Unfortunately, warnings are not remedies--and, in the United States and many other countries, it is in the disinformation land of the suburbs that elections are so often decided. It should be obvious to anyone paying attention that the old claim that the news informs to develop an informed electorate, for example, just isn't true. And, apart from a relatively few notable bright-lights in the media, op-eds and cable channel megaphones don't much help.

So, who will offer more than is needed of what really matters? Namely, support for the ongoing fights to sustain freedoms of thought, speech, and association. For a start, this includes putting an even brighter spotlight on the actions needed yesterday to

* codify the much talked about guardrails of democracy, with prompt and vigorous prosecution of violators

* dismantle propaganda everywhere possible

* replace the grifters and charlatans who currently are making "news" with what the decent, elected representatives are actually doing, rather than what they're wrangling about doing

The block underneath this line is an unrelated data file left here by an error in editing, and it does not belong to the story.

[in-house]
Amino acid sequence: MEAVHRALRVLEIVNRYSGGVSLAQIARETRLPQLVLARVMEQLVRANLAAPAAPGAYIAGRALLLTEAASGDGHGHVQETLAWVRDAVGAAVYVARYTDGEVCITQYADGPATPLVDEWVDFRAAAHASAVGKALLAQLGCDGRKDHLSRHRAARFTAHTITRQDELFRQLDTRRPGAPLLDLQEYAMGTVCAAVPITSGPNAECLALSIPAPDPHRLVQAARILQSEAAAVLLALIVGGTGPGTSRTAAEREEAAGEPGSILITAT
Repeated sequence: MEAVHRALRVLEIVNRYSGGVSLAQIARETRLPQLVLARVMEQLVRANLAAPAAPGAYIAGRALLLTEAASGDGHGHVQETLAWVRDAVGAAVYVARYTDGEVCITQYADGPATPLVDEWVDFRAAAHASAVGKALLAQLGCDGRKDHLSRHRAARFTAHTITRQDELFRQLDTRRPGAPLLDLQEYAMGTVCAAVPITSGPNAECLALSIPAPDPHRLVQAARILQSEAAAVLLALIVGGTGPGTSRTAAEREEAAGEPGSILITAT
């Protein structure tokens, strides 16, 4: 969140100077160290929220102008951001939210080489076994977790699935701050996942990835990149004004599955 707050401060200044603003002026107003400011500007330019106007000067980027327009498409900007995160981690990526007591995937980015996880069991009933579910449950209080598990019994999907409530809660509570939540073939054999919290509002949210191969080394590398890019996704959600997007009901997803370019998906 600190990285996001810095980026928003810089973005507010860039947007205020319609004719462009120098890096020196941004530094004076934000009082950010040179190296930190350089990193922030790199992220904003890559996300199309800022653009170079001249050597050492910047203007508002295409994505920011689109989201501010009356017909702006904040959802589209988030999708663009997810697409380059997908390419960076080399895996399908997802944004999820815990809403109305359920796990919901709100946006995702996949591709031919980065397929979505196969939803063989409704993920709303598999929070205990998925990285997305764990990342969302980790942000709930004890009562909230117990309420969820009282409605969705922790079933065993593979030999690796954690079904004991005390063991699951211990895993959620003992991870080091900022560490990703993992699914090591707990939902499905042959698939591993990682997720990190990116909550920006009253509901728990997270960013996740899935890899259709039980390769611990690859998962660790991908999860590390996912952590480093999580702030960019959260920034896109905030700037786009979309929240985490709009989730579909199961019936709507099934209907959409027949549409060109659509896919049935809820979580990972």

* use the undoubted power of the media to creatively develop analytic and critical abilities among all generations.

Before too many naysayers line up, let's remember what the media can do when truly creative individuals have a go. Long-running are some genuine accomplishments of media organizations partnering with initiative-takers, to bring freshness in some areas beyond the news--often with very young audiences, like Sesame Street, Play School, and Blue Peter.  

Who will invent the next new, new thing that enlivens the ongoing fights for freedoms of thought, speech, and association?

Monday, November 15, 2021


World War I veteran Joseph Ambrose, 86, 
at Vietnam Veterans Memorial in 1982
photo credit: Mickey Sanborn, Dept of Defense, Wikimedia Commons Public Domain

United through invisible links stronger than titanium are people who live in genuine democracies worldwide. Regardless of local or national differences, consistently valued is the appreciation of freedom.

At certain times of the year, at home, school, or workplace, we pay tribute to all who have saved so many countries from tyranny. We pause in memory of the veterans who served, so that we live free; and we experience again the truth that sanity may rule, when tyrants don't.